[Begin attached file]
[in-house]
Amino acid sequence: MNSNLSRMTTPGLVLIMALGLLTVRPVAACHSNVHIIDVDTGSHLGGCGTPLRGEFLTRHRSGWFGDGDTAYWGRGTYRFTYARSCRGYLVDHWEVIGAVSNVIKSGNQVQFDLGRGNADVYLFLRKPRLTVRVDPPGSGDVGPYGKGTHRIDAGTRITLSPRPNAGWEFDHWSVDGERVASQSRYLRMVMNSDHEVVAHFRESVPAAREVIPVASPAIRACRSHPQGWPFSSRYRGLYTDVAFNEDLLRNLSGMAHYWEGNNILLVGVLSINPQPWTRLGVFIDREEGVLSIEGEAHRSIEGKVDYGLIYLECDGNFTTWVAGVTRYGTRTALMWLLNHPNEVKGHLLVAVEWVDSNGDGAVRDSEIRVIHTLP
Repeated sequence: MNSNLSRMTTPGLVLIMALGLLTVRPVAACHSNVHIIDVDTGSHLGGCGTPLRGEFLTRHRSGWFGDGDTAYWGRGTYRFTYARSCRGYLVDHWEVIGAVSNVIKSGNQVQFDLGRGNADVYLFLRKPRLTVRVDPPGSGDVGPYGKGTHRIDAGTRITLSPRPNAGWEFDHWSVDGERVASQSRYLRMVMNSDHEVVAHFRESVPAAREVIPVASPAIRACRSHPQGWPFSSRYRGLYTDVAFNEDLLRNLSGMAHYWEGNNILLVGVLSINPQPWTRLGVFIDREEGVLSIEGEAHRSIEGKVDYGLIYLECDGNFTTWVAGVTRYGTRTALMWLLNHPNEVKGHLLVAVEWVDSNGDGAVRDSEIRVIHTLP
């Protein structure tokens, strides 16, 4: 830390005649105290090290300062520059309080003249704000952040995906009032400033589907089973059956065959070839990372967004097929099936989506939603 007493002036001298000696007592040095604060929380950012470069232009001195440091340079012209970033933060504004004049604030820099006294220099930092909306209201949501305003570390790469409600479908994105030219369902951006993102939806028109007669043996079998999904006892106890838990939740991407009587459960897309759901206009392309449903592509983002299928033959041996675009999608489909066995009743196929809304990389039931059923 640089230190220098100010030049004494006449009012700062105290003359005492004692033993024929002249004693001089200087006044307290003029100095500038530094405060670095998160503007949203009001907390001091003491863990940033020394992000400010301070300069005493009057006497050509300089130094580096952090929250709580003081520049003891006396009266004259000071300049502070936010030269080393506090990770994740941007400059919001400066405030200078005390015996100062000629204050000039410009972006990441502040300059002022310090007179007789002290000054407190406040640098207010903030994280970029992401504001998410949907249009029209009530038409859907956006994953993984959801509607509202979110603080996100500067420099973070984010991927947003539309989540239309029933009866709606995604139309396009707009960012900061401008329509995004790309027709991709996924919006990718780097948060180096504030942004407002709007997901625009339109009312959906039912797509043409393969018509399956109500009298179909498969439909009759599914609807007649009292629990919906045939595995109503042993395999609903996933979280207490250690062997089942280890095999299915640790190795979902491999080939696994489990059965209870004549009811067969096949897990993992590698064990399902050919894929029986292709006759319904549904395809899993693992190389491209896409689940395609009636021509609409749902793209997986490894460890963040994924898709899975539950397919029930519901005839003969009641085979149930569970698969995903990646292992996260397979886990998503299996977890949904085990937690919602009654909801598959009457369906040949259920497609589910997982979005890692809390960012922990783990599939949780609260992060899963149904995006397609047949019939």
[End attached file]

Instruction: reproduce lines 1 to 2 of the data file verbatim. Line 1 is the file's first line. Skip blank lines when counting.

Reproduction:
[in-house]
Amino acid sequence: MNSNLSRMTTPGLVLIMALGLLTVRPVAACHSNVHIIDVDTGSHLGGCGTPLRGEFLTRHRSGWFGDGDTAYWGRGTYRFTYARSCRGYLVDHWEVIGAVSNVIKSGNQVQFDLGRGNADVYLFLRKPRLTVRVDPPGSGDVGPYGKGTHRIDAGTRITLSPRPNAGWEFDHWSVDGERVASQSRYLRMVMNSDHEVVAHFRESVPAAREVIPVASPAIRACRSHPQGWPFSSRYRGLYTDVAFNEDLLRNLSGMAHYWEGNNILLVGVLSINPQPWTRLGVFIDREEGVLSIEGEAHRSIEGKVDYGLIYLECDGNFTTWVAGVTRYGTRTALMWLLNHPNEVKGHLLVAVEWVDSNGDGAVRDSEIRVIHTLP